Katherine Kinnick, an associate professor of communication,
helps her students get a taste of the real world by working
with various community groups in COM 4465, Public Relations
Campaigns. Kinnick is the 2003 winner of the Distinguished Teaching
the Year recipient brings real-world experience to her classroom
Long before Dr. Katherine Kinnick became an associate
professor of communication at Kennesaw State University, she learned
first-hand that not everything public relations students need to
know about their career field was being taught in the classroom.
The experience she gained during 10 years as a PR professional in
Atlanta is paying dividends today, as she helps prepare a new generation
of students to enter the workforce.
"I felt like I had something to offer, because
I had all of this real-world experience," said Kinnick, a full-time
faculty member for nearly eight years. "And there are so many
things that I wish somebody had told me as a young professional,
everything from business etiquette to what its really like
handling the rejection of reporters as a PR person; they never taught
me those things in classrooms."
Kinnick, the 2003 recipient of Kennesaw States
Distinguished Teaching Award, endeavors to give her students the
"inside scoop" through courses such as COM 4465, Public
Relations Campaigns, which provides senior communication majors
on the PR track with a taste of the real world by allowing them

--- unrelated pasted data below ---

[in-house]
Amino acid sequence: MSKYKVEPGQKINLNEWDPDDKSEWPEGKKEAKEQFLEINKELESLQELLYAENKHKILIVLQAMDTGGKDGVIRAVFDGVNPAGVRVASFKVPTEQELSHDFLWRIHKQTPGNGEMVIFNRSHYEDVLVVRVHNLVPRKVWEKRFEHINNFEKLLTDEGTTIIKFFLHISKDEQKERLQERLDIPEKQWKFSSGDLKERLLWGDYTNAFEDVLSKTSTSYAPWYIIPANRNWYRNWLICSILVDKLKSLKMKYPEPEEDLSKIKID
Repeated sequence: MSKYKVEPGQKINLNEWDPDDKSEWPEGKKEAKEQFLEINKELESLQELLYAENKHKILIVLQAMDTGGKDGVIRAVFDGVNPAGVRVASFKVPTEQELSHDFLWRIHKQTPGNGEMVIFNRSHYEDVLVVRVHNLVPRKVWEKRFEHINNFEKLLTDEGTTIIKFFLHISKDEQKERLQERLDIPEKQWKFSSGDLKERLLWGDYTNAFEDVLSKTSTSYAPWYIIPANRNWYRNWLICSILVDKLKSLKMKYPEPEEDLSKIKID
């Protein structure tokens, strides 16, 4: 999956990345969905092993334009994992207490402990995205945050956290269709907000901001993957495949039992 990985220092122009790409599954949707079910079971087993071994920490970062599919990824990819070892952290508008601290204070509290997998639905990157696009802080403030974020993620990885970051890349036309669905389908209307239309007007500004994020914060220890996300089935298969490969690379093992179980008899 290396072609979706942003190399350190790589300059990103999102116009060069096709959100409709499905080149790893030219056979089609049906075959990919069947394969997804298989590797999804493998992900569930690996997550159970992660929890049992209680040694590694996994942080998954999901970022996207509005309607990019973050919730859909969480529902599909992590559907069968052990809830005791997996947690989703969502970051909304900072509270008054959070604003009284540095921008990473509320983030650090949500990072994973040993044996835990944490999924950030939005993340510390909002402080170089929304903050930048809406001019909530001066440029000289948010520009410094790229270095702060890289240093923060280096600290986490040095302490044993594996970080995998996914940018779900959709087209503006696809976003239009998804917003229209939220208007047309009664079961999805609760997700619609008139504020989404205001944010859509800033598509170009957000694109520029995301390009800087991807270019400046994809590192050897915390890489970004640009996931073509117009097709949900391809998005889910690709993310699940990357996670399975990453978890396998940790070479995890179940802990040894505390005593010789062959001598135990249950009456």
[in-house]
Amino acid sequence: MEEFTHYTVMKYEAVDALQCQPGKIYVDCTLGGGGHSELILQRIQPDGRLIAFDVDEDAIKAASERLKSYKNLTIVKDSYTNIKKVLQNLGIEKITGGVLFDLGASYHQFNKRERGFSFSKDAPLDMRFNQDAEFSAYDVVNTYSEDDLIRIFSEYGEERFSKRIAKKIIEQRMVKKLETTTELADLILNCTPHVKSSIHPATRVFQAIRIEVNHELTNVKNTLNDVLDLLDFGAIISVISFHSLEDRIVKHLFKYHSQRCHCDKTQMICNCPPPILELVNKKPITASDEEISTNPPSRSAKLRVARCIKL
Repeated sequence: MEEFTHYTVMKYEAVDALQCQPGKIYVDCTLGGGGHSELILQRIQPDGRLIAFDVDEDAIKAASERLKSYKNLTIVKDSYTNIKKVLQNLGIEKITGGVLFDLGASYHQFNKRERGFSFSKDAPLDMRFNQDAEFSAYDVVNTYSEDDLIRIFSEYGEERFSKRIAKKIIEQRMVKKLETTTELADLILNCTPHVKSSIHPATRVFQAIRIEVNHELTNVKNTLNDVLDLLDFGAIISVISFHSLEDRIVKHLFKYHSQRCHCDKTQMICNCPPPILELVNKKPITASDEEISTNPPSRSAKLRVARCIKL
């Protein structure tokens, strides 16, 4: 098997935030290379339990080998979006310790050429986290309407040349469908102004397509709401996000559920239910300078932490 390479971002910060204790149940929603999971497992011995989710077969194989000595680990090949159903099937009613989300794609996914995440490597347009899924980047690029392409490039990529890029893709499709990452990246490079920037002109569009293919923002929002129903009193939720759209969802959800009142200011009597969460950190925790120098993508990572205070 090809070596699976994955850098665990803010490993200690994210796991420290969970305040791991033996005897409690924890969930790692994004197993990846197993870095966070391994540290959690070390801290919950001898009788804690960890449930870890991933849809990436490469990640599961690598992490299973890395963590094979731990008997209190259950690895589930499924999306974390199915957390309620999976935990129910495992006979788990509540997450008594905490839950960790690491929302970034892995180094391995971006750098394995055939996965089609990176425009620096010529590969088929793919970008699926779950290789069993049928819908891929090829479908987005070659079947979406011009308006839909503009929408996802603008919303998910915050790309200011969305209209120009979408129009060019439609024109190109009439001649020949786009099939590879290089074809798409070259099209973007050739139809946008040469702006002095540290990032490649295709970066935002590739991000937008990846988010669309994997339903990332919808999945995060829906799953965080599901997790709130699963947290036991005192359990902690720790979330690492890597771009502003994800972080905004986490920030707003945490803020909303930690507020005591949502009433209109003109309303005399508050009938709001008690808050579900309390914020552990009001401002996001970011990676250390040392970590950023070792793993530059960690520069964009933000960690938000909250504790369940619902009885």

to adopt a client (usually a local non-profit agency) and develop
a promotional campaign geared to its specific needs.
"That course is really our showcase for service
learning in the PR track," Kinnick explained. "Its
the capstone course that students can take when theyre a senior."
Each group of COM 4465 students is divided into
teams, simulating agencies competing for the business of the organization
in question. This spring, that organization was Cobb Christmas,
a volunteer group that collects enough toys for about 4,000 children,
as well as food for their families, each holiday season. Past clients
have included MUST Ministries, the city of Smyrna and Cobb Family
"I think theres a lot of value in having
the students work together in a team, rather than doing only individual
assignments in that class," Kinnick said. "It really is
much closer to what happens in the real world.
"Classes like this and the internship program,
which I also supervise, Im really passionate about,"
she explained, "because this is the kind of hands-on, real-world
training I think students need to be prepared for an entry-level
If outside feedback is any indication, thats
just the sort of education Kinnick and her colleagues in the communication
department are providing.
"My goal has been to make our graduates every
bit as prepared and marketable as the schools that have these long-standing
reputations in the business community, and I think were really
making some headway," she said. "The feedback that we
have heard from internship supervisors and from the clients for
the PR campaigns class is that these students are prepared and that
they are just as competent, if not more competent, as students that
they get as interns coming out of some of the bigger programs.
"That makes me feel really good," she
added, "that we are doing our job in getting them prepared
for the expectations that employers are going to have."